We are saying to the government, you have a moral obligation to put those women in the same financial situation that they would have been if they had been born on or before 5 April 1950. It's not a handout: we are asking for what is rightfully ours."
This muddies the waters considerably. In effect, Ms Keen wants the equality legislation rolled back so that she and other women born in the 1950s can receive the state pension at 60, which they consider their "right". If it is a "right" for them, why is it not for younger women? And what about the fact that reinstating their "right" would create a "cliff edge" for the next cohort of women? Those born in 1960 could legitimately complain about the unfairness of having to retire SIX YEARS later than women only a few days or weeks older. I must declare an interest here: I would be one of those women. It is hardly surprising that I am less than sympathetic to those WASPIs who simply want their pension entitlement reinstated.

Nor is it helpful to conflate the problems caused by the DWP's failure to communicate the extension of pension ages with the freezing of pensions to expatriates, the uprating of pensions in line with CPI instead of RPI, or the fact that a large proportion of women - especially older ones - will not qualify for full entitlement to the new state pension. All of these are important issues, especially the last, which I consider to be a major scandal in the making. But they are not the same as the WASPI problem.

And last but by no means least, it is absolutely wrong in my view to use the fact that some WASPI women are sick, disabled or in a caring role to justify reinstating retirement at 60. The support currently offered to sick, disabled and carers is a national disgrace and I for one want to see it vastly improved. Allowing WASPIs to use earlier retirement as a means of getting better support will set back even further the cause of older men and younger people in the same situation. And as for the notion that a pension age of 60 is justified to enable WASPIs to care for their grandchildren, I really don't see why the state pension should become a childcare subsidy.

So to conclude, I agree that the DWP has made a total hash of the extension of women's retirement ages, and because of this there probably is a case for some women receiving exceptional assistance to relieve short-term hardship. But this must be considered on a case-by-case basis. However angry the WASPIs are, no way is direct or indirect reinstatement of state pension rights at 60 for women born in the 1950s remotely justified. Ros Altmann, the Pensions Minister, is absolutely right to rule it out. There are far more important injustices to address than this.


It would have been tasteless to put an image of a swarm of wasps at the head of this post. But I couldn't resist adding a link to the Wasps overture by Ralph Vaughan Williams. Enjoy.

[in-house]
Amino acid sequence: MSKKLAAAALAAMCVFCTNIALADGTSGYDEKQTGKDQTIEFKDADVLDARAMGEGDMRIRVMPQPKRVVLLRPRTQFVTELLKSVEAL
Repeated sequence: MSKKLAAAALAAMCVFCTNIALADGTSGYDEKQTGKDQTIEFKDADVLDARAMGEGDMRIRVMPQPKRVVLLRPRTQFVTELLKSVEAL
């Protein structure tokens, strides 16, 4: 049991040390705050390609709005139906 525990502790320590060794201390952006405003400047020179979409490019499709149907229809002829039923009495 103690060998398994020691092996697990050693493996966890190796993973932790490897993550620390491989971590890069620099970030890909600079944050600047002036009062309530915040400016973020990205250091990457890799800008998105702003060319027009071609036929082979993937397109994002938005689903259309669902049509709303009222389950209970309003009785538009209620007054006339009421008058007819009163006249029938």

The original image has been removed, along with all links to WASPI campaign material from both the post and the comments. I do not support this campaign and I will not promote it. 


  1. This comment has been removed by the author.

  2. So you voted Ms Coppola for the 1995 act that now has caused such hardship today. So betraying fellow women in the nation.

    Equality would have been for men to get the state pension pay out at age 60, which is equal reward within the concept of discrimination. The rise of retirement age is simply the Tories back chasing the average death age, so that no pension is paid out of any kind.

    The state pension costs nothing, because putting money into the hands of people puts money into the local shops and businesses. And 75 per cent of all tax comes from each pound pound we spent, which stealth taxes have doubled over last 10 years.

    Men have been discriminated against by losing the state pension at 60 from back in 1995.

    And the Tories destroyed the SERPs pension which is abolished now by the flat rate next year from as far back as 1978. Because the opt out wiped out the lowest waged getting the top up to the state pension, when the working poor have still no access to a works pension because below the minimum threshold.

    It was the Tories who broke the link of state pension annual rises and the rise in wages.

    A full SERPs pension today is around £281 per week. That is now as rare as hen's teeth as over 80 per cent of older workers have been contracted out of SERPs and in no way did any top up to their works pension make up the difference.

    A £5000 works pension (the average for public sector women is far less) has lost around £5000 in state pension, to bring money in old age to the survival level of £10,000 a year for pensioners.

    In private sector jobs, women did not have access to works pensions until very recent history, so only have the state pension as income in old age.

    So your understanding of millions of women's financial history re National Insurance contributions / credits is woefully out of touch.

    I became chronically ill because of welfare reform that lost me benefit, and my life is endangered by loss of state pension and even more by no access to Winter Fuel Allowance.

    The next scandal is the flat rate that will never be single tier and will reduce or wipe out the state pension. See how at end of:

    But that is to help others, because I cannot survive til 2019 without compensation for loss of state pension for 5 years from 2014.